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Scientific Programming
Volume 19 (2011), Issue 2-3, Pages 107-119

Performance and Cost Analysis of the Supernova Factory on the Amazon AWS Cloud

Keith R. Jackson, Krishna Muriki, Lavanya Ramakrishnan, Karl J. Runge, and Rollin C. Thomas

Lawrence Berkeley National Lab, Berkeley, CA, USA

Copyright © 2011 Hindawi Publishing Corporation. This is an open access article distributed under the Creative Commons Attribution License, which permits unrestricted use, distribution, and reproduction in any medium, provided the original work is properly cited.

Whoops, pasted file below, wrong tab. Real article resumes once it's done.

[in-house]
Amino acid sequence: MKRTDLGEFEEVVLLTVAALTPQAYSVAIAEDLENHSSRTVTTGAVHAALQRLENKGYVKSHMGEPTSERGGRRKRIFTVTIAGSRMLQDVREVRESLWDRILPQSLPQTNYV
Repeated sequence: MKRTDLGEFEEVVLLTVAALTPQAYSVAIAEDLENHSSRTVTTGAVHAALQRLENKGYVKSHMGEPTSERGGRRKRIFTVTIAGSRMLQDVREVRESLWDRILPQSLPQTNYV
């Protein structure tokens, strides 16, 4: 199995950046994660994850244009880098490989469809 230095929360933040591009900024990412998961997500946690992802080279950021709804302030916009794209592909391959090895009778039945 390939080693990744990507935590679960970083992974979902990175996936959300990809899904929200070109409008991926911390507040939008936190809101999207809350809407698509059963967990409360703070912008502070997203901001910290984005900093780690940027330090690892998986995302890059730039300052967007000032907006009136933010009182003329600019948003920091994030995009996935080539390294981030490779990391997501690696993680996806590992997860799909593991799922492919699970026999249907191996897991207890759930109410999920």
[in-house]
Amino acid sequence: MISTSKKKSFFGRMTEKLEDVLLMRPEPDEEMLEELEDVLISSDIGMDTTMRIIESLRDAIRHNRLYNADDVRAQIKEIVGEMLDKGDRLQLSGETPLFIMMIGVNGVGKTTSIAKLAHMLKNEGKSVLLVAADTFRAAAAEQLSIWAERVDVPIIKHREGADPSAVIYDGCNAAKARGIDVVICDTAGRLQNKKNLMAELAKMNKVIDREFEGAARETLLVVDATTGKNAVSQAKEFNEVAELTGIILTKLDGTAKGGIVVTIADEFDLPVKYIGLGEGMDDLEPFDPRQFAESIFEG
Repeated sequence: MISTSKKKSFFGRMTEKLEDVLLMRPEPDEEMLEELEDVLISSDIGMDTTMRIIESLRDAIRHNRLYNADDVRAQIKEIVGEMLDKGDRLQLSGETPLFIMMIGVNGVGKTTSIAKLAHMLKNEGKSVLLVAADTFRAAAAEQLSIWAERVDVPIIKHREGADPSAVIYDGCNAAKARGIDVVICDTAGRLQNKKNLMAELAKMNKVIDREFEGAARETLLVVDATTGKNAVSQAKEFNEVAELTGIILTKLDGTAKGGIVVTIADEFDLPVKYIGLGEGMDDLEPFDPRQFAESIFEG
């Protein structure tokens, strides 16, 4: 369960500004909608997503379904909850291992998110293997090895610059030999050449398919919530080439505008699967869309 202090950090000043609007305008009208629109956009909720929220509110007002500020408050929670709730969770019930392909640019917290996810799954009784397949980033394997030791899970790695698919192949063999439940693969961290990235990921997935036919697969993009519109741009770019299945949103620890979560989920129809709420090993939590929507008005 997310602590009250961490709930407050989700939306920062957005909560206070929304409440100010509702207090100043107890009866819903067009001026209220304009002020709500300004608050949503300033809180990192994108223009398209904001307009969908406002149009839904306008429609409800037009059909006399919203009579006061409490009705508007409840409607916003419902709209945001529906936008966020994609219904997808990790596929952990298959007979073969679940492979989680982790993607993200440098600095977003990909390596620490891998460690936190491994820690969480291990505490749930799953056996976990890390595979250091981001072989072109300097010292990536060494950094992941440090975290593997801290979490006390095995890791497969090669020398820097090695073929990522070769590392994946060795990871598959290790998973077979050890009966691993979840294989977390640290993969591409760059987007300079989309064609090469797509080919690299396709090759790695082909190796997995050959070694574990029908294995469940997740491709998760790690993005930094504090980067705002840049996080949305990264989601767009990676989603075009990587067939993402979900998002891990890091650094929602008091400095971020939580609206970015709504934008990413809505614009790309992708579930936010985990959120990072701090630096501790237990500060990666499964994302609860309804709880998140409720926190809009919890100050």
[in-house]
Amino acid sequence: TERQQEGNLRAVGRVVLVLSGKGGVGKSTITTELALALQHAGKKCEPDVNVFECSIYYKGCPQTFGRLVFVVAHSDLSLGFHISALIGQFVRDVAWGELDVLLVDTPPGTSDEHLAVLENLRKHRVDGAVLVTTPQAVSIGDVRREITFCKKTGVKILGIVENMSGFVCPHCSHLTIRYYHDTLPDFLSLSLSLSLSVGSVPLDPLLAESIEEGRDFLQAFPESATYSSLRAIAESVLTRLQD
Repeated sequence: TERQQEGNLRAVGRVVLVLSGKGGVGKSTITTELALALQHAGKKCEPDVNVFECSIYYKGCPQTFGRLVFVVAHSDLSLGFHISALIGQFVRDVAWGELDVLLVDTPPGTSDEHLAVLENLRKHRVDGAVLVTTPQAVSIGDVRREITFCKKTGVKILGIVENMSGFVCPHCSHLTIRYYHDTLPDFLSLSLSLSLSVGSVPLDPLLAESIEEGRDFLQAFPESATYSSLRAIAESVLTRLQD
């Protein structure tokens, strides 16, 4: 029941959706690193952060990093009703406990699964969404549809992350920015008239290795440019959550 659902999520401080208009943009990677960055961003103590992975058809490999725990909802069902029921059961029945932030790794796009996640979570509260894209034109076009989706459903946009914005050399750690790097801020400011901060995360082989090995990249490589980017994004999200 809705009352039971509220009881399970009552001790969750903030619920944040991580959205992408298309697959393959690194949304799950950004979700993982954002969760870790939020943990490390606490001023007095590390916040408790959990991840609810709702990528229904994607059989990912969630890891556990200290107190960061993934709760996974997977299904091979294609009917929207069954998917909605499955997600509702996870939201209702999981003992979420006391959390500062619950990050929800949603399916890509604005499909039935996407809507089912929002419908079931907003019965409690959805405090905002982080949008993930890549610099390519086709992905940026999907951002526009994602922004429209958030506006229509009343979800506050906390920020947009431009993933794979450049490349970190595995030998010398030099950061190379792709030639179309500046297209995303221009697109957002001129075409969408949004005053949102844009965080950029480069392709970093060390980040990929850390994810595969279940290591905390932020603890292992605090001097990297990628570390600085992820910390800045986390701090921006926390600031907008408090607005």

Today, our picture of the Universe radically differs from that of just over a decade ago. We now know that the Universe is not only expanding as Hubble discovered in 1929, but that the rate of expansion is accelerating, propelled by mysterious new physics dubbed “Dark Energy”. This revolutionary discovery was made by comparing the brightness of nearby Type Ia supernovae (which exploded in the past billion years) to that of much more distant ones (from up to seven billion years ago). The reliability of this comparison hinges upon a very detailed understanding of the physics of the nearby events. To further this understanding, the Nearby Supernova Factory (SNfactory) relies upon a complex pipeline of serial processes that execute various image processing algorithms in parallel on ~10 TBs of data. This pipeline traditionally runs on a local cluster. Cloud computing [Above the clouds: a Berkeley view of cloud computing, Technical Report UCB/EECS-2009-28, University of California, 2009] offers many features that make it an attractive alternative. The ability to completely control the software environment in a cloud is appealing when dealing with a community developed science pipeline with many unique library and platform requirements. In this context we study the feasibility of porting the SNfactory pipeline to the Amazon Web Services environment. Specifically we: describe the tool set we developed to manage a virtual cluster on Amazon EC2, explore the various design options available for application data placement, and offer detailed performance results and lessons learned from each of the above design options.